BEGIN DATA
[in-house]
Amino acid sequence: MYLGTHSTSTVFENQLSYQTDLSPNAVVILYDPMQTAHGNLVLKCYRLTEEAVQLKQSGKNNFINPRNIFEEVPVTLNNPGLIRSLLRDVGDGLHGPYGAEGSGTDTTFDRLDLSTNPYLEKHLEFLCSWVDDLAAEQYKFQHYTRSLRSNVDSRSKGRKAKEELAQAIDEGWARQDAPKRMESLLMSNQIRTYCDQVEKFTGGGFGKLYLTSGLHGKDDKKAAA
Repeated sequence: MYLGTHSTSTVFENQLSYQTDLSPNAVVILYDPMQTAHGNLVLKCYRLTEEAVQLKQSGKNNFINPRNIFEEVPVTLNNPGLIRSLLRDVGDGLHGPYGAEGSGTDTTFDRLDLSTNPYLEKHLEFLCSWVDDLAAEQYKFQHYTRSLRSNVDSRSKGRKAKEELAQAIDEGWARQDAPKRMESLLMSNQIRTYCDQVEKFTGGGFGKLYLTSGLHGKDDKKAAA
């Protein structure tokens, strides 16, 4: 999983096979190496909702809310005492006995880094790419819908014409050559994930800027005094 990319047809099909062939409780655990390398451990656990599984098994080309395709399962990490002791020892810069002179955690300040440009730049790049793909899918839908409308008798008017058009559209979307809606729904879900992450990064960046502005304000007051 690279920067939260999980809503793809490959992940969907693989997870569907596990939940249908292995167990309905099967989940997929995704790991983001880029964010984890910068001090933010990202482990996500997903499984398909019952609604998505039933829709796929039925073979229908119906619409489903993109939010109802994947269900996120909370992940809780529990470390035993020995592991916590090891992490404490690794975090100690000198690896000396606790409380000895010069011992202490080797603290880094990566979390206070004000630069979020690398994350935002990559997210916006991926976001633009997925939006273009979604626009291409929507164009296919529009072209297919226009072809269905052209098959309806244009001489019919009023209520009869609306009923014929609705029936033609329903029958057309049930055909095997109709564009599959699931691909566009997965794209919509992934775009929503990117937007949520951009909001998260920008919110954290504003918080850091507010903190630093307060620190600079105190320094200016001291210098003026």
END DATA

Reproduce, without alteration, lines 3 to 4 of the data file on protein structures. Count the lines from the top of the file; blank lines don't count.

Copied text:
Repeated sequence: MYLGTHSTSTVFENQLSYQTDLSPNAVVILYDPMQTAHGNLVLKCYRLTEEAVQLKQSGKNNFINPRNIFEEVPVTLNNPGLIRSLLRDVGDGLHGPYGAEGSGTDTTFDRLDLSTNPYLEKHLEFLCSWVDDLAAEQYKFQHYTRSLRSNVDSRSKGRKAKEELAQAIDEGWARQDAPKRMESLLMSNQIRTYCDQVEKFTGGGFGKLYLTSGLHGKDDKKAAA
């Protein structure tokens, strides 16, 4: 999983096979190496909702809310005492006995880094790419819908014409050559994930800027005094 990319047809099909062939409780655990390398451990656990599984098994080309395709399962990490002791020892810069002179955690300040440009730049790049793909899918839908409308008798008017058009559209979307809606729904879900992450990064960046502005304000007051 690279920067939260999980809503793809490959992940969907693989997870569907596990939940249908292995167990309905099967989940997929995704790991983001880029964010984890910068001090933010990202482990996500997903499984398909019952609604998505039933829709796929039925073979229908119906619409489903993109939010109802994947269900996120909370992940809780529990470390035993020995592991916590090891992490404490690794975090100690000198690896000396606790409380000895010069011992202490080797603290880094990566979390206070004000630069979020690398994350935002990559997210916006991926976001633009997925939006273009979604626009291409929507164009296919529009072209297919226009072809269905052209098959309806244009001489019919009023209520009869609306009923014929609705029936033609329903029958057309049930055909095997109709564009599959699931691909566009997965794209919509992934775009929503990117937007949520951009909001998260920008919110954290504003918080850091507010903190630093307060620190600079105190320094200016001291210098003026």